My past few hurricane blog posts have been discussions of the issues raised in the recent Florida state court case of Citizens Property Ins. Corp. v. Ashe, No. 1D09-1546, 2010 WL 4628915 (Fla. 1st DCA Nov. 17, 2010). To refresh your recollection, Ashe was a case in which a homeowner’s property was damaged by a hurricane, the homeowner was paid policy limits by his flood insurer, and a dispute arose as to entitlement to benefits under his wind policy. Another case in that same vein was recently before a Mississippi federal court in Penthouse Owners Assoc., Inc. v. Certain Underwriters at Lloyd’s, London, No. 1:07CV568-HSO-RHW, 2011 WL 96514 (S.D. Miss. Jan. 11, 2011).
In Penthouse Owners, the plaintiff suffered damage to its commercial property from Hurricane Katrina, and made claims with both its flood and its all-risk insurers. The flood insurer paid $3,610,000, which was the policy limit for the flood policy. The all-risk insurer, Lloyd’s, denied the plaintiff’s claim, “citing a water exclusion in its Policy and taking the position that the complex was destroyed by flooding.” Lloyd’s went so far as to argue that the plaintiff’s flood claim and subsequent acceptance of flood policy limits amounted to an admission that the property damage was entirely flood related, and there was no wind damage from Hurricane Katrina on which to implicate its policy. The plaintiff responded with an affidavit that stated, “After Katrina destroyed Penthouse’s property, I made a claim for benefits under Penthouse’s flood and Lloyd’s policies. When I made those claims, I did not admit that flood caused damage to the property. I merely made a claim for benefits under each of the policies.”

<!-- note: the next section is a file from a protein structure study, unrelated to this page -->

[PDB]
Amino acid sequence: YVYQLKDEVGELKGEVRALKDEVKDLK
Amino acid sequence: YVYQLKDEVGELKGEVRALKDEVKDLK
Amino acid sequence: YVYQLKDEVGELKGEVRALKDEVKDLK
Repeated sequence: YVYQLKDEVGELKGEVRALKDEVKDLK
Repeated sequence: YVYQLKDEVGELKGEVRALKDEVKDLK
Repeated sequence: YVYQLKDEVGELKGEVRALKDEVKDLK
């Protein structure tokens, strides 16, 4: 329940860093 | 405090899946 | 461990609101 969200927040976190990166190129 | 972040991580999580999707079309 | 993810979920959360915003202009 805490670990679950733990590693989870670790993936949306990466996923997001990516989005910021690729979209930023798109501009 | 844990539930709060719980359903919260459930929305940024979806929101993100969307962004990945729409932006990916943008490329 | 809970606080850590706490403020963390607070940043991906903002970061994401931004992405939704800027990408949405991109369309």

The court noted that under the Federal Rules of Evidence, admissions of a party opponent are not hearsay, and can be offered into evidence if otherwise admissible. The court could not find any direct evidence of an admission by the plaintiff that the property damage was entirely caused by water, and also found that an application for flood policy limits and subsequent acceptance of payment did not amount to an “admission” that the sole cause of damage to the property was water.
Both the plaintiff’s expert and Lloyd’s expert found that there was a possibility that wind had damaged the property. The court cited to Corban v. United Services Auto. Ass’n, 20 So. 3d 601, 613 (Miss. 2009) for the holding that, “’loss occurs at that point in time when the insured suffers deprivation of, physical damage to, or destruction of the property insured,’ and that, once a loss occurs, that particular loss is not changed by any subsequent cause or event.” In the end, there was a sufficient question of fact to deny Lloyd’s motion for summary judgment on the wind coverage. Lloyd’s also sought summary judgment on the plaintiff’s extra-contractual and bad faith claims, but was denied summary judgment on those counts as well.